These days, people are hungry to reconnect with the individuals and activities that matter most to them. And the Florida Keys are uniquely positioned to satisfy that desire. The Keys’ vast open spaces offer seemingly endless opportunities to rediscover the natural world after coronavirus confinement, and share unforgettable experiences with friends and family.
Fans and friends of the Florida Keys’ Conch Republic can celebrate the irreverent “nation’s” 39th birthday with activities including a pirate adventure, traditional shrimp boil, sunset boat parade, “wearable art” fashion show, sailing excursions and a gourmet dinner and absinthe tasting. The Conch Republic Independence Celebration is scheduled Friday through Sunday, April 16-25.
History fans who visit Key West’s Harry S. Truman Little White House, Florida’s only presidential museum, can do more than explore the home where Truman spent nearly six months of his 1945-1953 presidency. They can also choose to ride around the island city in a limousine he used during his term in office.
On Jan. 22, 1912, when Ruby Whitlock was eight years old, she watched the arrival of the first train that ever traveled down the Florida Keys Over-Sea Railroad tracks from mainland Florida to Key West. The railroad stretched over 100 miles out into open water in a fantastic ribbon of bridges and track.
For Christina Wilson, hosting “Island Hopping: Florida Keys" enabled her to dive into unique Florida Keys adventures — and share them with viewers of the syndicated television special that recently began airing across the United States. The show explores the Keys’ natural environment and ecotourism opportunities, abundant water-based activities, easygoing lifestyle and signature cuisine.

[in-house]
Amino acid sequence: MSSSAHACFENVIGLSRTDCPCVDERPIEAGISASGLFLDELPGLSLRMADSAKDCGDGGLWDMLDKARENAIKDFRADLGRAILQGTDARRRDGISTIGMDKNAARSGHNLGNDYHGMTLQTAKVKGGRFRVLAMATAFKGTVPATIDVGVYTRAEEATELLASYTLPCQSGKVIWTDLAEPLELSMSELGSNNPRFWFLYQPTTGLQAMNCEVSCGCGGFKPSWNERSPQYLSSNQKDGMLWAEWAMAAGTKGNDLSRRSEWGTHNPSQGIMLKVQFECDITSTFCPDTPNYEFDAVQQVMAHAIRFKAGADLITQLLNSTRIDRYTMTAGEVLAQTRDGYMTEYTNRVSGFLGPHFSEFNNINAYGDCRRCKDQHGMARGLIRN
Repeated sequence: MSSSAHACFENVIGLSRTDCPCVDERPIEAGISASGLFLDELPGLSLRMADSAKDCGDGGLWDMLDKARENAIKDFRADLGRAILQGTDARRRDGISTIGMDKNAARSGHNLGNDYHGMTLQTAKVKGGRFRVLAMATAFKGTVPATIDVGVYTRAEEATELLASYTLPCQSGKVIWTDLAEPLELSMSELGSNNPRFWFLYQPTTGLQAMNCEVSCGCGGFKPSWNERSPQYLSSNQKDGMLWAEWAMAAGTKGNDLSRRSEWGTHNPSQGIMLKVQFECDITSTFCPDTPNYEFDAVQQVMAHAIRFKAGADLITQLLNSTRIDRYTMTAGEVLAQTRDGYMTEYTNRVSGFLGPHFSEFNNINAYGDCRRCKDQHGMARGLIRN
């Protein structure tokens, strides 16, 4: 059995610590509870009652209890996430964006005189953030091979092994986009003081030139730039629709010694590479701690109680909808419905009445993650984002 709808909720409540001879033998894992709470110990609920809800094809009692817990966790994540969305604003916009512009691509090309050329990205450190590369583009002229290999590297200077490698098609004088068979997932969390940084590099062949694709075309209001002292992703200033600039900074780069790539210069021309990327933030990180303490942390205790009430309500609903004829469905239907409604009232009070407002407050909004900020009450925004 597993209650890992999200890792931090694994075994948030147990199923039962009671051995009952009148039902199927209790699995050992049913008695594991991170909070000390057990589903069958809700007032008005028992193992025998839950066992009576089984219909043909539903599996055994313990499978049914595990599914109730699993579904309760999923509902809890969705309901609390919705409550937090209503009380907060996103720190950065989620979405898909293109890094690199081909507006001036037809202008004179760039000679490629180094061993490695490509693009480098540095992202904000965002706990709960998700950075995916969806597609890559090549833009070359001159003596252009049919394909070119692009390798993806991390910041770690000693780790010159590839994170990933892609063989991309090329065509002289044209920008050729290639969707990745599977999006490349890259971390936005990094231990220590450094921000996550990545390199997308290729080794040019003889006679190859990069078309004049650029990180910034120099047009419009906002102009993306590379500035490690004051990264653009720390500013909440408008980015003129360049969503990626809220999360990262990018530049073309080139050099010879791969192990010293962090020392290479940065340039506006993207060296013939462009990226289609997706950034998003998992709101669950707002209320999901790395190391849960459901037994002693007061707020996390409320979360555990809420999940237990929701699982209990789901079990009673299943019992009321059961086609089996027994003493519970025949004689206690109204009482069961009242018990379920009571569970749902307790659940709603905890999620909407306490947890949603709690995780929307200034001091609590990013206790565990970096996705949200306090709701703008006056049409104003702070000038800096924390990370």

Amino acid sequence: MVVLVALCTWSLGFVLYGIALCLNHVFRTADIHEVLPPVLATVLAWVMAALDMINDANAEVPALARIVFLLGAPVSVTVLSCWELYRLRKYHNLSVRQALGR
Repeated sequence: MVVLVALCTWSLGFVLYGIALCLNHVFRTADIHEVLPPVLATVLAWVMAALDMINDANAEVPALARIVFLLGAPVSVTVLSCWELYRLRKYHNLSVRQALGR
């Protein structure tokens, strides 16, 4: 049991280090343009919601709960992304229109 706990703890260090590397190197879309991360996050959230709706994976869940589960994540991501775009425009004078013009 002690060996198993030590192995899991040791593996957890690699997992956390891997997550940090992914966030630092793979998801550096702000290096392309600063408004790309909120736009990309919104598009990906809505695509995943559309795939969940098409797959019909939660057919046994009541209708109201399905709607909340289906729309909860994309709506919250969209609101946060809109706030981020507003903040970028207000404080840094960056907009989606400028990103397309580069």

Ever since Ernest Hemingway penned literary classics while living in 1930s Key West, the island has been a haven and an inspiration for writers. Now Key West visitors can boost their own creativity with a chance to write in the iconic author’s private studio — and explore his former Whitehead Street home and grounds.
One of nature’s greatest wonders is a living coral reef — and the only one in the continental United States parallels the Florida Keys. That means the island chain is an unbelievable place to learn to scuba dive. Professional dive instructors actively teach all year, and aspiring divers can find instruction throughout the Keys.
The Florida Keys Overseas Highway, which connects the entire island chain, recently won top honors in GayCities.com’s Best of 2020 awards for “Iconic Road Trips.” While experiencing the “bucket list” drive, travelers can marvel at the ever-changing land- and seascapes to be viewed from the road called the Highway That Goes to Sea.
This year brought many achievements of note to benefit Key West’s LGBTQ community and visitors — from the return of rainbow crosswalks on the island city’s famed Duval Street to the formal dedication of a “One Human Family” pavilion, plus incredible fundraising efforts for AIDS service organizations by participants in the “reimagined” SMART Ride.
Among the Florida Keys’ most iconic landmarks is the "Christ of the Abyss" statue, placed in the waters of the Florida Keys National Marine Sanctuary in 1965. Also called “Christ of the Deep,” the 9-foot bronze is a symbol for Key Largo's John Pennekamp Coral Reef State Park, which is part of the sanctuary.